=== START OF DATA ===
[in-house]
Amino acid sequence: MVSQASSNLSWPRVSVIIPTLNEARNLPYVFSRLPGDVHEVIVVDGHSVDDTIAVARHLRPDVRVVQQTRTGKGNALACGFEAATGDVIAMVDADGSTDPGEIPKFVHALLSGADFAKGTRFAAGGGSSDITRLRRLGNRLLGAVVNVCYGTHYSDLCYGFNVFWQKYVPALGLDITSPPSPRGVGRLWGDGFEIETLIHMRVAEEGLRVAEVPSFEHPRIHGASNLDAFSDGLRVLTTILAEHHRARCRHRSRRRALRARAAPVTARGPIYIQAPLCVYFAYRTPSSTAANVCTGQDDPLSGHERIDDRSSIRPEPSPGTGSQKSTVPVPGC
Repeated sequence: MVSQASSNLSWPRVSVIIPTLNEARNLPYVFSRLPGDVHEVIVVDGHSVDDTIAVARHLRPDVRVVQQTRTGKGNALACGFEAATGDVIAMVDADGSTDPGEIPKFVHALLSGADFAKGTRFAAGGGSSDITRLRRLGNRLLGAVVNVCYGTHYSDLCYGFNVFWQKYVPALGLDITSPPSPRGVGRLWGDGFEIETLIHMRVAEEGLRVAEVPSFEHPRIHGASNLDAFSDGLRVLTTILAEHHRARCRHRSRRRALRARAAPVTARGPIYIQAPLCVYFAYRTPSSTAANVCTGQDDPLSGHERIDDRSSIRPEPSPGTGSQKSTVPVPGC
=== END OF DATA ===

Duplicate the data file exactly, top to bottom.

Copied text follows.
[in-house]
Amino acid sequence: MVSQASSNLSWPRVSVIIPTLNEARNLPYVFSRLPGDVHEVIVVDGHSVDDTIAVARHLRPDVRVVQQTRTGKGNALACGFEAATGDVIAMVDADGSTDPGEIPKFVHALLSGADFAKGTRFAAGGGSSDITRLRRLGNRLLGAVVNVCYGTHYSDLCYGFNVFWQKYVPALGLDITSPPSPRGVGRLWGDGFEIETLIHMRVAEEGLRVAEVPSFEHPRIHGASNLDAFSDGLRVLTTILAEHHRARCRHRSRRRALRARAAPVTARGPIYIQAPLCVYFAYRTPSSTAANVCTGQDDPLSGHERIDDRSSIRPEPSPGTGSQKSTVPVPGC
Repeated sequence: MVSQASSNLSWPRVSVIIPTLNEARNLPYVFSRLPGDVHEVIVVDGHSVDDTIAVARHLRPDVRVVQQTRTGKGNALACGFEAATGDVIAMVDADGSTDPGEIPKFVHALLSGADFAKGTRFAAGGGSSDITRLRRLGNRLLGAVVNVCYGTHYSDLCYGFNVFWQKYVPALGLDITSPPSPRGVGRLWGDGFEIETLIHMRVAEEGLRVAEVPSFEHPRIHGASNLDAFSDGLRVLTTILAEHHRARCRHRSRRRALRARAAPVTARGPIYIQAPLCVYFAYRTPSSTAANVCTGQDDPLSGHERIDDRSSIRPEPSPGTGSQKSTVPVPGC